Clearly we don’t do anything normal in my family. (If that’s not evident then you have some major catching up to do on this blog.) So it should come as no surprise that this would apply to me looking for a house.
But it’s time, so instead of quietly looking at houses like a normal person, I came with an entourage…like Beyonce. My mother was part of that entourage. I don’t know why I thought this would NOT be stressful, perhaps a momentary lapse of insanity.
From the time the conversations started, I should have known. When my mom told me she’d been to a rodeo before, to which I responded, “Mom, the phrase is – This is not my first rodeo,” I should have known.
So, the day came, we piled in my car, and my mom decided to sit in the car seat and wear my child’s head phones. Because that’s how she rolls.
We had some time before the showing, so we drove around scouting “for sale” signs to see if there was anything out there we hadn’t seen yet. We drive into one of my top choice neighborhoods. She’s loving it (doesn’t even consider that the houses are WAY above my price range) and just starts spewing how every neighborhood has houses for sale that are in your price range and you just have to look.
“You’d think with all the money in Boca, they’d put the power lines underground. It’s really ridiculous, right Bob?”
“Rachel, I’m serious, you should call city hall!”
“You’re right mom, I’ll get right on that. Why don’t you go ahead and write a letter.”
She’s ooing and ahing. Saying how amazing the neighborhood is and how I have to find something here. It’s perfect. Then we round the corner and there’s a GIANT(It really was abnormally large) white wooden cross in the ground. Right before our eyes, the neighborhood got ripped to shreds.
“Forget it, that looks like a Klan cross. You can’t live here. I mean it has to be. If you were going to put a giant cross in the ground, wouldn’t you want it to be a beautiful one? They are definitely Klan members, there’s no other viable explanation.”
“And you know what else I hate? When the mailboxes are at the end of the driveway. It really makes the neighborhood look so much prettier when the mailboxes are by the front door.”
So we promptly left the Klan headquarters and headed to lunch. I had a liquid appetizer to take the edge off.
And then it was time to go drunk house shopping.
So while she was shoved into the car seat, I laid down the ground rules.
1) No talking to anyone
2) No eye rolling
3) No facial expressions in place of talking
4) No excessive throat clearing to get my attention to show me something she loves, hates, etc.
5) No asking questions, even if it starts with, “My daughter is going to yell at me but I’m her mother and I need to ask you XYZ”
She basically broke almost every rule before we walked into the house. I’m looking around, trying to be quiet and not let on to the seller’s realtor where my head is. And my mom (who apparently never learned the fine art of the whisper) is doing the opposite.
“Oh I LOVE this backyard!” (at a volume of 10)
“Oh this room is tiny!! Who could live in this?” (at a volume of 10)
“Oh you get a nice table for this area it will be fabulous!” (at a volume of 10)
“Oy! These people have chatckies in every space, you could make this look so much bigger. Less is more you know!” (at a volume of 10)
Yes mom, I know. I really know.
And then, as I’m perusing the kitchen, I see it. She is talking, alone, to the seller’s realtor. I felt faint.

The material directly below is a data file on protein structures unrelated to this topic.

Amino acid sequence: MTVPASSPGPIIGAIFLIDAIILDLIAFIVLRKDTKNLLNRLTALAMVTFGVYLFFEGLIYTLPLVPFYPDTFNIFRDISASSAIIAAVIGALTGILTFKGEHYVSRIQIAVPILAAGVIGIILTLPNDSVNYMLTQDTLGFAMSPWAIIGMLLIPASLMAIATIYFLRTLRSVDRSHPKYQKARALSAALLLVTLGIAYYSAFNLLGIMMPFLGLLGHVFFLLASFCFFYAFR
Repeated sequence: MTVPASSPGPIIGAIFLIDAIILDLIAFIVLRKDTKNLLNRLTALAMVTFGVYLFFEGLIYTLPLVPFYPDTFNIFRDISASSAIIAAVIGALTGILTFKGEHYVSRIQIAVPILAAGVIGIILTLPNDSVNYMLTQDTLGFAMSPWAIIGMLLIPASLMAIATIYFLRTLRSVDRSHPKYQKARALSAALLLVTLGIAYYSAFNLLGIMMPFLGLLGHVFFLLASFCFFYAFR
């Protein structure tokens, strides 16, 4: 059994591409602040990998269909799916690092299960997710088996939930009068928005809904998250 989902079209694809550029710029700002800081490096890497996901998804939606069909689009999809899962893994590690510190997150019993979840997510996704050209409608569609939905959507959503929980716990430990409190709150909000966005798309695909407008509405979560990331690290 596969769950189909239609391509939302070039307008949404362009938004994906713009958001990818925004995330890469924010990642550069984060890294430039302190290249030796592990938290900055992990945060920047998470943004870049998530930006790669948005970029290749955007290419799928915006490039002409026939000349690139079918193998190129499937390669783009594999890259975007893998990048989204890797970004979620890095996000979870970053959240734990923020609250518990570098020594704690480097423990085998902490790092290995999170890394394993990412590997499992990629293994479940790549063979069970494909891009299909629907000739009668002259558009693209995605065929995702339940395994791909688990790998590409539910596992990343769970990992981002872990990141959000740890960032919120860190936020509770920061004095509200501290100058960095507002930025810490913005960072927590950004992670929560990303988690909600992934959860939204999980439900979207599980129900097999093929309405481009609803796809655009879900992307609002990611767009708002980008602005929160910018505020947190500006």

“So where ya from” (This is the question asked every time my mom hears a hint of a NY accent so that she can kick off the game of Jewish Geography).
“Massapequa,” he says.
“Get out of here, I’m from Bellmore!”
And just like that, the Long Island connection is made and namedrops like sunrise highway, jones beach, and 10 million neighborhood diners are thrown around.
As I started to gain color back in my face and the lightheadedness began to dissipate, I’m talking to Bob. Bob was there because I love and trust him as a parental figure, but he’s also a contractor by trade and knows his shit. He was crucial to the operation. So when we start talking about the possible renovations the bathroom would need should I decide this is a viable option, my mother inserts herself into the conversation, shouting out random numbers like Rain Man.
And then, the comment that made me almost throw her in the pool came out.
In front of the seller’s realtor, she yells, “Well, if you’re talking about major renovations like that, you may as well look at houses that are 50K more!”
We left. Almost immediately after that.
In the car, we’re talking about prices of possible projects and renovations. Rain Man strikes again and starts pulling numbers out of her ass.
Mom, not a contractor FYI: “You’re talking about retiling a bathroom you’re looking at 15K..at least.”
Bob, a contractor: “Arlyne, what are you talking about, it’s 5K for what she’s talking about. Tops.”
Mom, still not a contractor: “Yeah, but it’s a domino effect! You start with the tile, they you decide to do the vanity, then you pick out different fixtures, then the next thing you know you’re getting a new backsplash for the kitchen! I’ve been to a rodeo before you know!”
It’s the same hubris she has when she says things like she can look at a car and tell you the model year. Jason loves this game.
“How about that one?”
She stands back, seriously looks at it for a minute and shouts out, “2014!”
Then the identical one drives by…”How about that one?”
Every time she has an answer that is said with such confidence and conviction, you really want to believe her. It’s a blessing and a curse. And if she is ever right? Forget it….the gloating that goes on is off the charts.
Even when we got home, it wasn’t over. The texts about all of the things I should do (including drivebys to check out the neighbors), and things to tell the realtor were pouring in. So I started pouring myself more wine.
I better stock up my wine rack now.